Another three schools admitted to the Helping Schools Succeed project

Beginning in the next school year, another three elementary schools will join the Helping Schools Succeed project. They will thus be given a unique chance to improve teaching quality and enhance the individualized approach to students. The project is financed by The Kellner Family Foundation, a family foundation of Mr. and Mrs. Kellner. Last year, the foundation granted more than CZK 35 million to select schools. Over the five years the project has been in existence, 300 teachers from 50 public elementary schools have obtained assistance to the benefit of more than 5,000 students.

In September, the Tomáš Šobr elementary school in Písek [South Bohemian Region], the Křížanská elementary school in Liberec [Liberec Region] and the elementary school in Staňkov [in the Domažlice District, Plzeň Region] will join the program, which helps to improve the quality of education, placing emphasis on teachers taking an individualized approach to their students. It is based on the conviction that continued educational, material and personnel support can help teachers better identify students’ specific needs and adapt their teaching style accordingly, thus achieving the best pedagogic results. Leading educationalists and institutions participate in developing teachers’ skills every year.

“Every child deserves a chance for a good education and respect for their individual abilities and skills. This is why our project is intended for public elementary schools willing to learn how to develop every student to their full potential and, in the long term, share their experience with other schools. We seek to foster positive changes in the Czech education sector,” says Renáta Kellnerová who founded The Kellner Family Foundation together with her husband, Petr Kellner.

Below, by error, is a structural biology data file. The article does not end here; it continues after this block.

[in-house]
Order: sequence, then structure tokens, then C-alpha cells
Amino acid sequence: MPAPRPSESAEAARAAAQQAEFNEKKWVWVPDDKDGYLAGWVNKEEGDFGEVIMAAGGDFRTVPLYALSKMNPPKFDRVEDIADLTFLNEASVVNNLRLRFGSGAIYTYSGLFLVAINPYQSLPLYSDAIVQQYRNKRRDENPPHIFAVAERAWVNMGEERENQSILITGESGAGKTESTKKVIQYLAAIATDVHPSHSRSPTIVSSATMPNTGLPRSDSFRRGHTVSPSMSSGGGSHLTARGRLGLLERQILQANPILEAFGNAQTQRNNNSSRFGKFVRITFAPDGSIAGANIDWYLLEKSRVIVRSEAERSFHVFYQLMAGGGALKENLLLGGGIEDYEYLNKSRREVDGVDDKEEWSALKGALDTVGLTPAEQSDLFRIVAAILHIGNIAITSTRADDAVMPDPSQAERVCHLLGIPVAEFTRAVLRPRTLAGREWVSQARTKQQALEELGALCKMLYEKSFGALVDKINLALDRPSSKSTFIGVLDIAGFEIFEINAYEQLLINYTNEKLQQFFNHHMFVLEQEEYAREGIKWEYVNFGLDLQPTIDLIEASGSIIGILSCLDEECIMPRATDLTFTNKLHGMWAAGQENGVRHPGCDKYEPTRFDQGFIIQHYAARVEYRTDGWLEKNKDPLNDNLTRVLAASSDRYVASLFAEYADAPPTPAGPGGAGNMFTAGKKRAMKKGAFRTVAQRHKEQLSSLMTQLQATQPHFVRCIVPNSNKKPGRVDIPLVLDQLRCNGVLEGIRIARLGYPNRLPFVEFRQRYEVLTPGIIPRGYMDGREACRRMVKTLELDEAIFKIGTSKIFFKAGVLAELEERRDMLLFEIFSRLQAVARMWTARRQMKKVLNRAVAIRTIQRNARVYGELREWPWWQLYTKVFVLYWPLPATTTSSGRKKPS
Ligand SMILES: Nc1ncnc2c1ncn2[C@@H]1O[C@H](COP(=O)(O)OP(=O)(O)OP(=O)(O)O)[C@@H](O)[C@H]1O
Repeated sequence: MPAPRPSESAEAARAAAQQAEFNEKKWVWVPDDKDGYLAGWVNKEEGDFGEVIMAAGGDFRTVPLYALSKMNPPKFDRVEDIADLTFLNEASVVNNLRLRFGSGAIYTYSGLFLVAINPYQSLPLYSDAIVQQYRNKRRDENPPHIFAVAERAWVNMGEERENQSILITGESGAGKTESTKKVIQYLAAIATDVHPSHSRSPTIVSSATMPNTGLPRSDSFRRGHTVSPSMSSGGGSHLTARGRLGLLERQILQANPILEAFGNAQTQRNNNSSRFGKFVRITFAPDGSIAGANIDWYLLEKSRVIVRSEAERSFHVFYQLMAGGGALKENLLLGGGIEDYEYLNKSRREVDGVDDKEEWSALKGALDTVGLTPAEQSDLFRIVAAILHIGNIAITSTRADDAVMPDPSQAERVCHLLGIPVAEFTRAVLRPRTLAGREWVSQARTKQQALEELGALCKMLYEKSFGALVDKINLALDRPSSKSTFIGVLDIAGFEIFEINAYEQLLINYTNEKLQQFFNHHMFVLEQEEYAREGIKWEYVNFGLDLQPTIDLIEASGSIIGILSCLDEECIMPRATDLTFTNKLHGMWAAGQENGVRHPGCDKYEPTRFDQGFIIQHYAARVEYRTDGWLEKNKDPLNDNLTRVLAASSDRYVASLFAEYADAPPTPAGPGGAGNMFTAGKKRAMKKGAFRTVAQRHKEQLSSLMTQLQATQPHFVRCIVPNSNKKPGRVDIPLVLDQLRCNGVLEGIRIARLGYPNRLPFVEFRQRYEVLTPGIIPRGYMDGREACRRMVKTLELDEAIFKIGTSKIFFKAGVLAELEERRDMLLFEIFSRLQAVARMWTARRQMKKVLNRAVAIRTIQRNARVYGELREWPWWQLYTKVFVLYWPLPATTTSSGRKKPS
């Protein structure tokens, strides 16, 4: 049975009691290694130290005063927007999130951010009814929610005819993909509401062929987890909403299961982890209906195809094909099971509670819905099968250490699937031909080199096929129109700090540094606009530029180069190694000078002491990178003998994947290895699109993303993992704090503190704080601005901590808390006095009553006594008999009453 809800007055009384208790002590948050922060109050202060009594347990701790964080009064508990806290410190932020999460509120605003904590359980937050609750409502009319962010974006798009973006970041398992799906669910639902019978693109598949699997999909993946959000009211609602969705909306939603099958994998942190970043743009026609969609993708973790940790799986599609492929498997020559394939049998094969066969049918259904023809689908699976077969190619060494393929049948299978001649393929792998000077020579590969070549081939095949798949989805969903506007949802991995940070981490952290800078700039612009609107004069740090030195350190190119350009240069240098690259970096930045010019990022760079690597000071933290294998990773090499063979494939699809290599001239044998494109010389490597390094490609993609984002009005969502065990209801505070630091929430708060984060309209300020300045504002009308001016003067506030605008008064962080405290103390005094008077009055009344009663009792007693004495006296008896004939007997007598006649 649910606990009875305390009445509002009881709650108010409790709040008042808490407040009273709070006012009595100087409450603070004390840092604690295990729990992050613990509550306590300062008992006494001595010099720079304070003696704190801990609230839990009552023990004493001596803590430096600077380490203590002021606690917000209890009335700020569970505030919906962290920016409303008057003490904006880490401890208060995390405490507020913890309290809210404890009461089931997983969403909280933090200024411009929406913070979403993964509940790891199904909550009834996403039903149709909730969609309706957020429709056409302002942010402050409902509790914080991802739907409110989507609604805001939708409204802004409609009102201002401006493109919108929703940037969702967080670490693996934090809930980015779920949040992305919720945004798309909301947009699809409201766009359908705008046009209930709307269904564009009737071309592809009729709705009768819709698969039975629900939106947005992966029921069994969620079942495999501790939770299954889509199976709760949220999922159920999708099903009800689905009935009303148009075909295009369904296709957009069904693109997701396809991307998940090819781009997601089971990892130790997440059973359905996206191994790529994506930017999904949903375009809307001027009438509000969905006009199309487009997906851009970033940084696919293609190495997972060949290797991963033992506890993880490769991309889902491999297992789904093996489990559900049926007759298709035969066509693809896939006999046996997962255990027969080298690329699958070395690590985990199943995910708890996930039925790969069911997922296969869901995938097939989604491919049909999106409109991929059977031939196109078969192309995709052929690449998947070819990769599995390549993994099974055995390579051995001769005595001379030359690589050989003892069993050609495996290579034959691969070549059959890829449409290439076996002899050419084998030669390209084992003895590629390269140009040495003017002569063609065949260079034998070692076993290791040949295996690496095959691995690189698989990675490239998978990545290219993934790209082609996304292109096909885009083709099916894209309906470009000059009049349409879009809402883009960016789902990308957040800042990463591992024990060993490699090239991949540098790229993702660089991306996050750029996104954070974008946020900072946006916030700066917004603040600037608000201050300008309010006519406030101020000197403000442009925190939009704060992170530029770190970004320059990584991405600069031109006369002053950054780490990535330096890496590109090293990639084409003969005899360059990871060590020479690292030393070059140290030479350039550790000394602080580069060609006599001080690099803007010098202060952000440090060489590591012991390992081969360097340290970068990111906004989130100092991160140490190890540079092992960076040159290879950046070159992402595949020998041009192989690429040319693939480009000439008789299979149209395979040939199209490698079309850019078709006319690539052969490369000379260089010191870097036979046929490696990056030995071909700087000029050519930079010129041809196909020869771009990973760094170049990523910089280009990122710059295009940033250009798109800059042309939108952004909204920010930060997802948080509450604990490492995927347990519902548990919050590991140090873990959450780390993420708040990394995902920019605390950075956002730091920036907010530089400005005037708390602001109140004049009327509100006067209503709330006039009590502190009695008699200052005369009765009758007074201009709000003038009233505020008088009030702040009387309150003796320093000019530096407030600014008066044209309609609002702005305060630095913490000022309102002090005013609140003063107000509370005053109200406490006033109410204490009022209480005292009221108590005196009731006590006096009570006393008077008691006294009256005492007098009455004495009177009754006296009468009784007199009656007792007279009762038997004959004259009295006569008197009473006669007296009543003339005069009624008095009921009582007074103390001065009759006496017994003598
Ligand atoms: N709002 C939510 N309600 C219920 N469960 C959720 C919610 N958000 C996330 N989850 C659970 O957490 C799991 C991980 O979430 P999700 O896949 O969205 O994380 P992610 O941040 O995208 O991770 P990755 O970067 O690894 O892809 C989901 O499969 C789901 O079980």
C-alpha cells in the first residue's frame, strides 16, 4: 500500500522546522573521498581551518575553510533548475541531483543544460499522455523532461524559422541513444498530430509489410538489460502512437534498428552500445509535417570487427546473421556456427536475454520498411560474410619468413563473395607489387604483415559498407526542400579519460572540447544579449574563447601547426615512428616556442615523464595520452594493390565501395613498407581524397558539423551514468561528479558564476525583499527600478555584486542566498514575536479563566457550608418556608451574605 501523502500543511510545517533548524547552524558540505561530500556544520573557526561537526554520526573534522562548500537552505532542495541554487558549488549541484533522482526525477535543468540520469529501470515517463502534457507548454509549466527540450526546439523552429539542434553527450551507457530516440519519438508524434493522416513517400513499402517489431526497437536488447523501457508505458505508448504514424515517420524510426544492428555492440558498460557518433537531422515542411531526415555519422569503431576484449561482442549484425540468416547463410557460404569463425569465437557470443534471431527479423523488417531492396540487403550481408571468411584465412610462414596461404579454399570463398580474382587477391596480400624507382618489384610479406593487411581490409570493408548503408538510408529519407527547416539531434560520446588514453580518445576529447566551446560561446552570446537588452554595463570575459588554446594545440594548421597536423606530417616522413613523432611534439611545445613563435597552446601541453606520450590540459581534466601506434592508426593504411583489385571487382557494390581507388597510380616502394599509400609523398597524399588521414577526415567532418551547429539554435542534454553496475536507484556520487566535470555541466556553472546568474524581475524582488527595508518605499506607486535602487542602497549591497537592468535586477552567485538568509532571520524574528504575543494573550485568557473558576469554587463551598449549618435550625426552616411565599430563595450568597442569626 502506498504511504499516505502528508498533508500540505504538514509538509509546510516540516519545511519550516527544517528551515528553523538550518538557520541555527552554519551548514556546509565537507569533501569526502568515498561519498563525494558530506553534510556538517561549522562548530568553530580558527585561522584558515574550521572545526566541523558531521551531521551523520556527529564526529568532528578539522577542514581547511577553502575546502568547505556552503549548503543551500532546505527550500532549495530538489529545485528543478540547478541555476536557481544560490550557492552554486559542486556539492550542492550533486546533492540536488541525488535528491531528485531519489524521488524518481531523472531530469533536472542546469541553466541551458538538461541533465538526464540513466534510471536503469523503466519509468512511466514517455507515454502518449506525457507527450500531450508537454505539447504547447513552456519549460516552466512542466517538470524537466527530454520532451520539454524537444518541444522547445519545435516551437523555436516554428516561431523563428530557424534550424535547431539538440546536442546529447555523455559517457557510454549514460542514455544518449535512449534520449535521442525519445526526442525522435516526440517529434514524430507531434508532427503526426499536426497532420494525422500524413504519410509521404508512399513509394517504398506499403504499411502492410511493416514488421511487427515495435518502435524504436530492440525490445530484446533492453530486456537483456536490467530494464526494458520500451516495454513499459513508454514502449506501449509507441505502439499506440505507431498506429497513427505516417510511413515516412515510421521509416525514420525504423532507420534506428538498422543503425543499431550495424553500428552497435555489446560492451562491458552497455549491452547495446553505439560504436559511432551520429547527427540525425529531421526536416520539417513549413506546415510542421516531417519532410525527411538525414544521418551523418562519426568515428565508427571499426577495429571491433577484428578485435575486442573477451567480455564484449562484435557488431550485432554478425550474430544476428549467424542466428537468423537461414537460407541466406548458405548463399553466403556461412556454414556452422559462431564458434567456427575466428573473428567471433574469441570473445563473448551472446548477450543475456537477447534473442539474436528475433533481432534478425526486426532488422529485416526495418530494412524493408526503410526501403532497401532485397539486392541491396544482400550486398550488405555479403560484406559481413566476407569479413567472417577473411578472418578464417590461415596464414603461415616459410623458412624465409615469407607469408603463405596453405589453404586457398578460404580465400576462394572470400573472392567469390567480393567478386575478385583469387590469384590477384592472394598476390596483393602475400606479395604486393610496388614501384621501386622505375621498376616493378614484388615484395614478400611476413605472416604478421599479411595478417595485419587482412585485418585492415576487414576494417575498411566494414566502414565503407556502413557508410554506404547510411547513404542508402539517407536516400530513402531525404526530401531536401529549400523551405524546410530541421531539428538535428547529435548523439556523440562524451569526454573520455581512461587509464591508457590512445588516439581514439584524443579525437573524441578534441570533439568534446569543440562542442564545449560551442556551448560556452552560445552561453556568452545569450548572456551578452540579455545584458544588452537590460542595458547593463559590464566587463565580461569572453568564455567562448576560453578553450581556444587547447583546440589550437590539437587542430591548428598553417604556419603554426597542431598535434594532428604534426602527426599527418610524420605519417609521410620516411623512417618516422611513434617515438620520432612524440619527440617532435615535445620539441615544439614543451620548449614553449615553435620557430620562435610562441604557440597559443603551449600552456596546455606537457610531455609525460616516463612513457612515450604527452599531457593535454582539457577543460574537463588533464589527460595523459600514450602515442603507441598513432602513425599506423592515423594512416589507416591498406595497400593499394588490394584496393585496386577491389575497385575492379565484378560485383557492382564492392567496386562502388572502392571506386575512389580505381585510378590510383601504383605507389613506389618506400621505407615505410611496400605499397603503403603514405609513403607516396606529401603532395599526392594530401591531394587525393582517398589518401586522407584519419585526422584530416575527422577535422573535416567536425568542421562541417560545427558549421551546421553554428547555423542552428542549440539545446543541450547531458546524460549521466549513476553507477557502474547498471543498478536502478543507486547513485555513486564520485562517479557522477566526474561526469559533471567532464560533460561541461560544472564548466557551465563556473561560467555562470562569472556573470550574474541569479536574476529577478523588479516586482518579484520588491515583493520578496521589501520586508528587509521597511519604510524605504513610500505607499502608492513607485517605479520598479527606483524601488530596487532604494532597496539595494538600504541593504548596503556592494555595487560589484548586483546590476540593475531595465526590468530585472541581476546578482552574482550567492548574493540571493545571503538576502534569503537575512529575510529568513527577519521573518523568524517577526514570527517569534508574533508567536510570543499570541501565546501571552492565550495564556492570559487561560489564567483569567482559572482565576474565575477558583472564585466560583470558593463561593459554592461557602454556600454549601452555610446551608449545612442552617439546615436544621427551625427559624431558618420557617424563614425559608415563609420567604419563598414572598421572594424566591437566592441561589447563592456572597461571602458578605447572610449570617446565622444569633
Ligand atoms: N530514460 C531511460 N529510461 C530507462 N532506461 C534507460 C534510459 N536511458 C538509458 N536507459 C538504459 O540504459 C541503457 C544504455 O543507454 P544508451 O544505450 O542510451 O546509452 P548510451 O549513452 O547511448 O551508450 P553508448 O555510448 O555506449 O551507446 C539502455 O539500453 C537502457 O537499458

Schools involved in the project receive, for example:

  • At least five-year intensive support focused on improving the quality of teaching;

  • The Foundation finances teachers’ assistants, mentors, and school psychologists;

  • The purchase of educational tools for both teachers and students;

  • Three days a week, a teaching consultant works with teachers, giving them feedback upon request and assisting them when they try new things.

“The project has given us new ways to see our teaching and opened doors to new educational methods and approaches. It is really quite unique, in that it gives teachers a great deal of freedom in choosing what they want to develop in and at what pace. The key is for them to have the inner drive to improve their teaching so that the project can bring about the best educational outcomes for every student in the school,” Bohumil Zmrzlík, the principal of the Mendelova Elementary School in Karviná, one of the first schools to participate in the project since 2010, describes the project.

The new project schools were chosen in an intense, four-month selection process. A panel of twelve leading education experts chose the schools. The selection process included full-day visits by the expert team to the nine schools that made it to the second round. The primary selection criteria included a clear vision for the school, teachers that are motivated to get involved in the demanding project, and the qualities of the principal.

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